Potting Soil
Potting Soil

A few years ago I read on a blog about mixing the dirt with water in a bucket and filling the pots with already damp soil. It seemed like a good idea and so I’ve been using it. The soil being damp makes this less of a messy project for the kids (no dusty dirt on the table) and means I don’t have to water 36 little pots full of water.

The trick is to get the dirt wet enough that it stick together, but not so wet that it drips out the bottom of the pot when you fill it up.

Mix up the dirt with water in a bucket, then fill the cups
Mix up the dirt with water in a bucket, then fill the cups

I used to use the black plastic multi-cell planter pots, but they were pretty flimsy, tore easily and my plants always grew out of the small ones. It was much cheaper to just buy a big pack of party cups and drill a hole through the bottom of them.  You can wash and re-use the cups. They’re not black, so it’s easier to write on them with a sharpie, and they’re a good size for 6-week old tomato and pepper plants.

This year we’re doing more beets, peas and basil, and less tomatoes and peppers. We planted 9 Sweet Million tomatoes, 9 Beefsteak tomatoes, 6 Sweet Banana Peppers, 6 Hot Peppers and 6 California Wonder bell peppers.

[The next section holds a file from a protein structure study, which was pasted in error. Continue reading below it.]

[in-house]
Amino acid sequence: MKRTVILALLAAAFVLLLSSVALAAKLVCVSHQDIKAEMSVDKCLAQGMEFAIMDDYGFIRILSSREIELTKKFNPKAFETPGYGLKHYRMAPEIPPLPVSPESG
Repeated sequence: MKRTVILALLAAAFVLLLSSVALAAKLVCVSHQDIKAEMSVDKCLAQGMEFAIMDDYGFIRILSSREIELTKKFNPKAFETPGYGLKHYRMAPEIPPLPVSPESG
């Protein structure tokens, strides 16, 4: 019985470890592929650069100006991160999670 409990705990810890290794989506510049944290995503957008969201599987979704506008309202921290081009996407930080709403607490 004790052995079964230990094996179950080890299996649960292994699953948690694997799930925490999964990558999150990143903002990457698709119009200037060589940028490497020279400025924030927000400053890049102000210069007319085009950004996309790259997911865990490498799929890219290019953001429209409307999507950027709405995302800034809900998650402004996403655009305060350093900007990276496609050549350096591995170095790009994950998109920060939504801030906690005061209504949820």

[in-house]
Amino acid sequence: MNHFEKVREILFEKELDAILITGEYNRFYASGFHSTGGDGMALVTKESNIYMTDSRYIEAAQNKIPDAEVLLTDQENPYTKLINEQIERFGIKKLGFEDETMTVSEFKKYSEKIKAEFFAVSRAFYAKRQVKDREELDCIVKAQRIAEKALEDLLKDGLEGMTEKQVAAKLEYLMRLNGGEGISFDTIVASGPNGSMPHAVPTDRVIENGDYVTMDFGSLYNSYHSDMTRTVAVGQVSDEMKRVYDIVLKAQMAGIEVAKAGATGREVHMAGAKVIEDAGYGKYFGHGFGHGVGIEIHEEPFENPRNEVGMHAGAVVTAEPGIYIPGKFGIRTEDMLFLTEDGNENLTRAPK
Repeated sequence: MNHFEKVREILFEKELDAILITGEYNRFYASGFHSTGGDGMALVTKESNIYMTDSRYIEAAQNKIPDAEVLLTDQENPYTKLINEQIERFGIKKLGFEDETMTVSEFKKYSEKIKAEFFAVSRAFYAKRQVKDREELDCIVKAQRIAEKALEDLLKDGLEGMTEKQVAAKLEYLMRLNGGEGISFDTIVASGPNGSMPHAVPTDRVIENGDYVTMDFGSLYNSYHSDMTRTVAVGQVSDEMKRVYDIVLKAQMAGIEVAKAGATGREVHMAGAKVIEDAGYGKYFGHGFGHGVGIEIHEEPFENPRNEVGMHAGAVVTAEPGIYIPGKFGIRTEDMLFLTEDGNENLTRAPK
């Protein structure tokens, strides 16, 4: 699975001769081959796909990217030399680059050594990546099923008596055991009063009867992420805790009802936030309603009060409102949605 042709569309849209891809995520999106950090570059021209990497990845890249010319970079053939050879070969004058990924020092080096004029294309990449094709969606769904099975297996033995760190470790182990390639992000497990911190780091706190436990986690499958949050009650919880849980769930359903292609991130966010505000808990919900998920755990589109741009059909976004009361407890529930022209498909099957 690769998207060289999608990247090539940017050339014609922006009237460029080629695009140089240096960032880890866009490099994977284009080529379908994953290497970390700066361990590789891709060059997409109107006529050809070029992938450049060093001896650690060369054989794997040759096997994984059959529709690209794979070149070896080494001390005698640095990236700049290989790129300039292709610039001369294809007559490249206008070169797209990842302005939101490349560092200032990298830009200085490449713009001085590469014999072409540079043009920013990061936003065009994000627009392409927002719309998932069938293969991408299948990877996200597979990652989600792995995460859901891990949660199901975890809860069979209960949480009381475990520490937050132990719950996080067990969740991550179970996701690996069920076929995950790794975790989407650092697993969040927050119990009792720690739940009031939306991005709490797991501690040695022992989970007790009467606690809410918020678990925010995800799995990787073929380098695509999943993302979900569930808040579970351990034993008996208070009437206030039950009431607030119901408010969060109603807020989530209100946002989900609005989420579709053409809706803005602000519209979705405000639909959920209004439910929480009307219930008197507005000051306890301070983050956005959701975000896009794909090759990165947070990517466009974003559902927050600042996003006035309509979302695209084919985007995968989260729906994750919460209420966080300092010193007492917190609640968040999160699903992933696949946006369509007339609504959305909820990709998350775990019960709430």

Tomato and Pepper Seeds
Tomato and Pepper Seeds

What’s Growing?

The carrots are coming up.

Carrot Hairs!
Carrot Hairs!

Lettuce Lane is our name for the path that goes between the garden and the trees, up to the spigot. On either side we’ve got a 6-8 inch strip of dirt where we fill with lettuce. Here it is popping up already.

Lettuce Lane
Lettuce Lane

The Rhubarb and Chives have awoken from their winter slumber. Hopefully this will be the year I get my strawberry rhubarb pie.

Rhubarb and Chives
Rhubarb and Chives

Lastly, the cherry blossoms have started cracking open. I would love to get cherries this year, but I know it’ll take a few years before this tree really kicks it into gear.

Cheery Cherry Blossoms Popping Out
Cheery Cherry Blossoms Popping Out

Happy Gardening!